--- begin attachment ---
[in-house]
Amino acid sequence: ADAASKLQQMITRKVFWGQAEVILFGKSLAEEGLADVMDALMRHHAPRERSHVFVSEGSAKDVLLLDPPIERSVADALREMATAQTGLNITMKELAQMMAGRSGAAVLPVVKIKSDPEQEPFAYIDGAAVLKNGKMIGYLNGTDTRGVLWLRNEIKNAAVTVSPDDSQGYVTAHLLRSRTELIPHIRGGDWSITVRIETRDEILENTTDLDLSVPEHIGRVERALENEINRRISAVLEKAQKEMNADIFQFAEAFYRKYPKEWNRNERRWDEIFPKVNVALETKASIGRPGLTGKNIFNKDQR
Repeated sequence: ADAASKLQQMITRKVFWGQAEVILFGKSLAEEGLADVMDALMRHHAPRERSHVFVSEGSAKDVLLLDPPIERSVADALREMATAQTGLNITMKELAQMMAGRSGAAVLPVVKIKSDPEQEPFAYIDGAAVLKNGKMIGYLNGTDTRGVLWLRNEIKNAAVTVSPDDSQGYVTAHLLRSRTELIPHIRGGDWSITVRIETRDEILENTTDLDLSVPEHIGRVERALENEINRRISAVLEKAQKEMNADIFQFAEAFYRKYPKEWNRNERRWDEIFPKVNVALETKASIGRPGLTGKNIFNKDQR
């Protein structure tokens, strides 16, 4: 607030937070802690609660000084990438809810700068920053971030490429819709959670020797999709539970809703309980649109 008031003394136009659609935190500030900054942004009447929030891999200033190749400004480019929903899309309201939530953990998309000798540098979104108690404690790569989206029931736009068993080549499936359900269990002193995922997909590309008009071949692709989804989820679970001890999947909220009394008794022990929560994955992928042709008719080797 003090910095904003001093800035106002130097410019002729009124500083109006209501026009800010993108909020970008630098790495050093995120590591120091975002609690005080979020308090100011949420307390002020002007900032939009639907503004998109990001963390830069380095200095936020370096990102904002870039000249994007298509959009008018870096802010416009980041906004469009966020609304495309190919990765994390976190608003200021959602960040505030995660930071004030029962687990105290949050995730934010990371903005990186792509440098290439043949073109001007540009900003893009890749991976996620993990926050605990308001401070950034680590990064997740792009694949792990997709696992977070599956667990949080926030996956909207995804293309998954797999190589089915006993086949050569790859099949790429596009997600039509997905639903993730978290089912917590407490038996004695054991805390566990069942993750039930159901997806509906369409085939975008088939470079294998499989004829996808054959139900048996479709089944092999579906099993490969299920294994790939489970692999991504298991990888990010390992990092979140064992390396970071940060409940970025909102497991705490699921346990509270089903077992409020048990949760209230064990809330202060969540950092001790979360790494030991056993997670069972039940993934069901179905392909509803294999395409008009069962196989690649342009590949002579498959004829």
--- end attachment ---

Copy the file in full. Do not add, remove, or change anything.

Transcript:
[in-house]
Amino acid sequence: ADAASKLQQMITRKVFWGQAEVILFGKSLAEEGLADVMDALMRHHAPRERSHVFVSEGSAKDVLLLDPPIERSVADALREMATAQTGLNITMKELAQMMAGRSGAAVLPVVKIKSDPEQEPFAYIDGAAVLKNGKMIGYLNGTDTRGVLWLRNEIKNAAVTVSPDDSQGYVTAHLLRSRTELIPHIRGGDWSITVRIETRDEILENTTDLDLSVPEHIGRVERALENEINRRISAVLEKAQKEMNADIFQFAEAFYRKYPKEWNRNERRWDEIFPKVNVALETKASIGRPGLTGKNIFNKDQR
Repeated sequence: ADAASKLQQMITRKVFWGQAEVILFGKSLAEEGLADVMDALMRHHAPRERSHVFVSEGSAKDVLLLDPPIERSVADALREMATAQTGLNITMKELAQMMAGRSGAAVLPVVKIKSDPEQEPFAYIDGAAVLKNGKMIGYLNGTDTRGVLWLRNEIKNAAVTVSPDDSQGYVTAHLLRSRTELIPHIRGGDWSITVRIETRDEILENTTDLDLSVPEHIGRVERALENEINRRISAVLEKAQKEMNADIFQFAEAFYRKYPKEWNRNERRWDEIFPKVNVALETKASIGRPGLTGKNIFNKDQR
């Protein structure tokens, strides 16, 4: 607030937070802690609660000084990438809810700068920053971030490429819709959670020797999709539970809703309980649109 008031003394136009659609935190500030900054942004009447929030891999200033190749400004480019929903899309309201939530953990998309000798540098979104108690404690790569989206029931736009068993080549499936359900269990002193995922997909590309008009071949692709989804989820679970001890999947909220009394008794022990929560994955992928042709008719080797 003090910095904003001093800035106002130097410019002729009124500083109006209501026009800010993108909020970008630098790495050093995120590591120091975002609690005080979020308090100011949420307390002020002007900032939009639907503004998109990001963390830069380095200095936020370096990102904002870039000249994007298509959009008018870096802010416009980041906004469009966020609304495309190919990765994390976190608003200021959602960040505030995660930071004030029962687990105290949050995730934010990371903005990186792509440098290439043949073109001007540009900003893009890749991976996620993990926050605990308001401070950034680590990064997740792009694949792990997709696992977070599956667990949080926030996956909207995804293309998954797999190589089915006993086949050569790859099949790429596009997600039509997905639903993730978290089912917590407490038996004695054991805390566990069942993750039930159901997806509906369409085939975008088939470079294998499989004829996808054959139900048996479709089944092999579906099993490969299920294994790939489970692999991504298991990888990010390992990092979140064992390396970071940060409940970025909102497991705490699921346990509270089903077992409020048990949760209230064990809330202060969540950092001790979360790494030991056993997670069972039940993934069901179905392909509803294999395409008009069962196989690649342009590949002579498959004829």